Genre Playlist: Country Rock

The Byrds: Sweetheart Of The Rodeo (1968)   Gram Parsons: Grievous Angel (1973)
Charlie Daniels Band: Fire On The Mountain (1975)   Flying Burrito Brothers: Burrito Deluxe (1970)

Distinct from Alternative Country, Progressive County, Cowpunk, Psychobilly, No Depression, and Outlaw Country, all of which represent countrified rock or rockified country, the basic genre "country-rock" refers to the first wave of artists who blurred the dividing line between traditional country and contemporary rock styles. From 1968 to about 1975, country-rock was one of the biggest selling genres in rock, with fully mainstream artists like The Eagles, Linda Ronstadt, and Neil Young working in the idiom.

At its heart it was essentially country music, filtered through the rock experience; amplification, big backbeat, countercultural lyrical concerns, emphasis on hooks.

Rock, after all, was originally the marriage of blues and country; Muddy Waters plus Hank Williams. By the time of the British Invasion, rock and country had gone their separate ways. Country audiences didn't dig the Beatles' long hair and British accents, and rock fans didn't dig country's corniness and redneck machismo.

Michael Nesmith: Magnetic South (1970)   The Eagles: Desperado (1973)   Nitty Gritty Dirt Band: Will the Circle Be Unbroken (1972)   Firefall: Firefall (1976)

The rift was a cultural one, more than a musical one. The styles remained more similar than dissimilar; even the British bands like the Beatles played some country music on their albums.

However, the true forefather of the genre is Gram Parsons, who died in 1973 at the age of 26, but managed in his short, tragic life to ignite what would turn into a multimillion dollar rock subgenre, and also bridge the gulf between the two styles, which were cousins after all.

Parsons, with his International Submarine Band, recorded what most consider to be the very first country-rock record ever, Safe At Home in 1967. The album went nowhere, but gained notice among musicians in particular, who were impressed by the convincing country music played by this rock group. In particular, 20-year old Floridian and Harvard theology major dropout Parsons, seemed visionary beyond his years.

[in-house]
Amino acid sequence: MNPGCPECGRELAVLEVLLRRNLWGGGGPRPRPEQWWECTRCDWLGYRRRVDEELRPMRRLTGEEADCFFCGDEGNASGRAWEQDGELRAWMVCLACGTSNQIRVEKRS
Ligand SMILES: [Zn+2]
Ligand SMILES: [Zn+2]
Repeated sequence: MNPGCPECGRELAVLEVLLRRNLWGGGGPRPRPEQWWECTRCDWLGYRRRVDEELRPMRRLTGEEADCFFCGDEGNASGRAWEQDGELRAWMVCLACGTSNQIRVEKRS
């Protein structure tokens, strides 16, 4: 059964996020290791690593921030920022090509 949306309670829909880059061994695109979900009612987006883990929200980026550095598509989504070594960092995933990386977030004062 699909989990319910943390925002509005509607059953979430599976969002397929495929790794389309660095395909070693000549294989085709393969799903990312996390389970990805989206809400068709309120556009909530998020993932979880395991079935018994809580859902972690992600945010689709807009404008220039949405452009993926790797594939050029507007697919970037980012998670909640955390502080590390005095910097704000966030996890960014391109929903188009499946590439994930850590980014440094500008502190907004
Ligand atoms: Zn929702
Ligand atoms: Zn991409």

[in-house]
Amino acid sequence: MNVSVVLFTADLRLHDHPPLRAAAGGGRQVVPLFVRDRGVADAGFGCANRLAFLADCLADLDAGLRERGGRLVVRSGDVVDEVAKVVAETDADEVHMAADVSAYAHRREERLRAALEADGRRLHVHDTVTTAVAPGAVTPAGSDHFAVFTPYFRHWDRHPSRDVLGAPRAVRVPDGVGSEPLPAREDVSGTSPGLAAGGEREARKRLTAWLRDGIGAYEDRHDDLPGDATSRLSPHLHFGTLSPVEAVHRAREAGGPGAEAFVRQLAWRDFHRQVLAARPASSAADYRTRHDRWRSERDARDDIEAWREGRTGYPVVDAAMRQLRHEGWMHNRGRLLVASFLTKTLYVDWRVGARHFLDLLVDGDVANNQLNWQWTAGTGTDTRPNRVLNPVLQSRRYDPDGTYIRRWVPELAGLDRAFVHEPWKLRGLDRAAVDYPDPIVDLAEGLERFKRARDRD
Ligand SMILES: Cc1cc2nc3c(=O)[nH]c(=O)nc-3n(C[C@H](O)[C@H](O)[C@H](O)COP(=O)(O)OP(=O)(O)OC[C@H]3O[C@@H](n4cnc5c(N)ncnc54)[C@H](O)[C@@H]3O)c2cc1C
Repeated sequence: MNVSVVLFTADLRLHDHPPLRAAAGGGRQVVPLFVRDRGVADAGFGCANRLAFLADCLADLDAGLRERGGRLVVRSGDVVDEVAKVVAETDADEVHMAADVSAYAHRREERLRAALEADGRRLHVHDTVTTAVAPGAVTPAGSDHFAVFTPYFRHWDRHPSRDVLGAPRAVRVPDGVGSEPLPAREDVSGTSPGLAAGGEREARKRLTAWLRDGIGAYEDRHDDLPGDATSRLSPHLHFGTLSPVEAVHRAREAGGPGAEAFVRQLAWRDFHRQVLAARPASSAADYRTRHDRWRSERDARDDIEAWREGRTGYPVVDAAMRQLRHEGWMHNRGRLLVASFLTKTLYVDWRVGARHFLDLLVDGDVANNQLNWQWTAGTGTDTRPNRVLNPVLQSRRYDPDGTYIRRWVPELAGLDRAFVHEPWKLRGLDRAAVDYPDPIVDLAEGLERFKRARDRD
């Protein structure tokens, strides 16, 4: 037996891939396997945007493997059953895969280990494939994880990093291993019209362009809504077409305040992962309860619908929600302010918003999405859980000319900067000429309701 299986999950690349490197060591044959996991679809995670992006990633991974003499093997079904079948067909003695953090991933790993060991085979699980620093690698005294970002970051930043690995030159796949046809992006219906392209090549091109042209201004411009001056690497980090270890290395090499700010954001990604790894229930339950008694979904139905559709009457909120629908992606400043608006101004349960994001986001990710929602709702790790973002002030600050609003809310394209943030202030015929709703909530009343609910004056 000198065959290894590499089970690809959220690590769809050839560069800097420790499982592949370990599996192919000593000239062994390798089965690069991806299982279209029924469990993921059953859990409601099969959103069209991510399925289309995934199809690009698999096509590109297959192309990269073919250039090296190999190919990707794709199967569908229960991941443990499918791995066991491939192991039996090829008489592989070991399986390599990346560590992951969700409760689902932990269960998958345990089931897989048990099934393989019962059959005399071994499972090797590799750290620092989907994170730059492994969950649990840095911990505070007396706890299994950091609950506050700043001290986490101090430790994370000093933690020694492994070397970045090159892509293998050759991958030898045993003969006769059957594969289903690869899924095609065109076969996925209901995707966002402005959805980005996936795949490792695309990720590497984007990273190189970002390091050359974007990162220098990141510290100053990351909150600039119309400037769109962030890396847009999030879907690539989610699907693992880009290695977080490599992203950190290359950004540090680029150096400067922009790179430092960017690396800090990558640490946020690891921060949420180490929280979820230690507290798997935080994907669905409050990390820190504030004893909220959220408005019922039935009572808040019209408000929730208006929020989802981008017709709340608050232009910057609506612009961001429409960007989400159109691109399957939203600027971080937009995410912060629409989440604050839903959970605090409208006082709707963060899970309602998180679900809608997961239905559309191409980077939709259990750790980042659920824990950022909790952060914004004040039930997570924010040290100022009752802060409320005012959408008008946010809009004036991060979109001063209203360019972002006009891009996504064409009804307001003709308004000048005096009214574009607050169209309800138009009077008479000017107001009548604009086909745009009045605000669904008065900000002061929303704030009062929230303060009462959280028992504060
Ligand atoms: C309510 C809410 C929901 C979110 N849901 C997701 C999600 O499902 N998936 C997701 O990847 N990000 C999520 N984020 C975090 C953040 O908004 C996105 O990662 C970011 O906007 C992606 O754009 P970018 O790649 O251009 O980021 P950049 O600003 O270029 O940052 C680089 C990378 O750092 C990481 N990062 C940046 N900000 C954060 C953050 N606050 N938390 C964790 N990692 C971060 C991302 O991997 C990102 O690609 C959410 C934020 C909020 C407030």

At about this time, the Byrds were undergoing a major lineup reshuffle. Up to this point identified as kings of the folk-rock movement, the Byrds invited Parsons to join. This shifted their sound dramatically from folk-rock to country, and their 1968 album with Parsons, Sweetheart of the Rodeo, was considered the first true country-rock album to receive mainstream attention. The country artists they drew from mainly were from the Bakersfield school; Merle Haggard, Buck Owens. But they dabbled in an exploratory style.

The Everly Brothers: Roots (1968)   Linda Ronstadt: Linda Ronstadt (1971)   New Riders Of The Purple Sage: New Riders Of The Purple Sage (1971)   International Submarine band: Safe At Home (1968)

Parsons and original Byrd Chris Hillman would soon depart, and form their own band, The Flying Burrito Brothers. Their 1969 debut, The Gilded Palace of Sin was another country-rock effort that didn't sell many copies but influenced a wide range of musicians. Folkie Bob Dylan would release "Lay Lady Lay" and his countrified Nashville Skyline in 1969. Keith Richards befriended Parsons, and the two spent much time together; Parson's influence can be heard all over the Stones' 1971 release Sticky Fingers. The Grateful Dead released two heavily countrified albums in 1970, Workingman's Dead, and American Beauty.

1969-1970 is when country rock broke into the mainstream. Buffalo Springfield dabbled in it, and much of Neil Young's early solo music is informed by country more than folk. Poco released a successful debut album with strong country leanings. The original Flying Burrito Brothers would eventually break up, with Bernie Leadon joining the Eagles, and two members joining Stephen Stills' Manassas, a country-rock vehicle.